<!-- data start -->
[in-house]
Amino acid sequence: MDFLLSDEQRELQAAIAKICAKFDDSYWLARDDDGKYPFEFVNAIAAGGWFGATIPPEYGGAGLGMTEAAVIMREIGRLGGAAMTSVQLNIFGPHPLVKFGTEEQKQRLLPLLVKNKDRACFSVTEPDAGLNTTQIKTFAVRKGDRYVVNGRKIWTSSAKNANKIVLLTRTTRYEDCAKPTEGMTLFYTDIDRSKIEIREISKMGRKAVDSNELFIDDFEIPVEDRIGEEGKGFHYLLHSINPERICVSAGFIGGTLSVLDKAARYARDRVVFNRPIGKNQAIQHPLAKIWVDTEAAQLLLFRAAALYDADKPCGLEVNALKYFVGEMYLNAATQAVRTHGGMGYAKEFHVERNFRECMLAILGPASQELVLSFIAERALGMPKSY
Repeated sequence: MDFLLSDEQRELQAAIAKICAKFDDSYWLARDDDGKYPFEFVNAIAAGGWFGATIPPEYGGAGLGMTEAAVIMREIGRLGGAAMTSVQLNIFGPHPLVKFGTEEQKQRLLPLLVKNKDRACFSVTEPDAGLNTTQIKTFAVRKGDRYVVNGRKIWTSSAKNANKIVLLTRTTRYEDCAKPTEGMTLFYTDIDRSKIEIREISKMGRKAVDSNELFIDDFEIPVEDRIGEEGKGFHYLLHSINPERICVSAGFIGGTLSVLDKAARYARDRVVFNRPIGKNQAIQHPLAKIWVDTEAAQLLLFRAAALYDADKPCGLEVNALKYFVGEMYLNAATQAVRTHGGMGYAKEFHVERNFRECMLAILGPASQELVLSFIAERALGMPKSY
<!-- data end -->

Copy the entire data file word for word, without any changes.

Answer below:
[in-house]
Amino acid sequence: MDFLLSDEQRELQAAIAKICAKFDDSYWLARDDDGKYPFEFVNAIAAGGWFGATIPPEYGGAGLGMTEAAVIMREIGRLGGAAMTSVQLNIFGPHPLVKFGTEEQKQRLLPLLVKNKDRACFSVTEPDAGLNTTQIKTFAVRKGDRYVVNGRKIWTSSAKNANKIVLLTRTTRYEDCAKPTEGMTLFYTDIDRSKIEIREISKMGRKAVDSNELFIDDFEIPVEDRIGEEGKGFHYLLHSINPERICVSAGFIGGTLSVLDKAARYARDRVVFNRPIGKNQAIQHPLAKIWVDTEAAQLLLFRAAALYDADKPCGLEVNALKYFVGEMYLNAATQAVRTHGGMGYAKEFHVERNFRECMLAILGPASQELVLSFIAERALGMPKSY
Repeated sequence: MDFLLSDEQRELQAAIAKICAKFDDSYWLARDDDGKYPFEFVNAIAAGGWFGATIPPEYGGAGLGMTEAAVIMREIGRLGGAAMTSVQLNIFGPHPLVKFGTEEQKQRLLPLLVKNKDRACFSVTEPDAGLNTTQIKTFAVRKGDRYVVNGRKIWTSSAKNANKIVLLTRTTRYEDCAKPTEGMTLFYTDIDRSKIEIREISKMGRKAVDSNELFIDDFEIPVEDRIGEEGKGFHYLLHSINPERICVSAGFIGGTLSVLDKAARYARDRVVFNRPIGKNQAIQHPLAKIWVDTEAAQLLLFRAAALYDADKPCGLEVNALKYFVGEMYLNAATQAVRTHGGMGYAKEFHVERNFRECMLAILGPASQELVLSFIAERALGMPKSY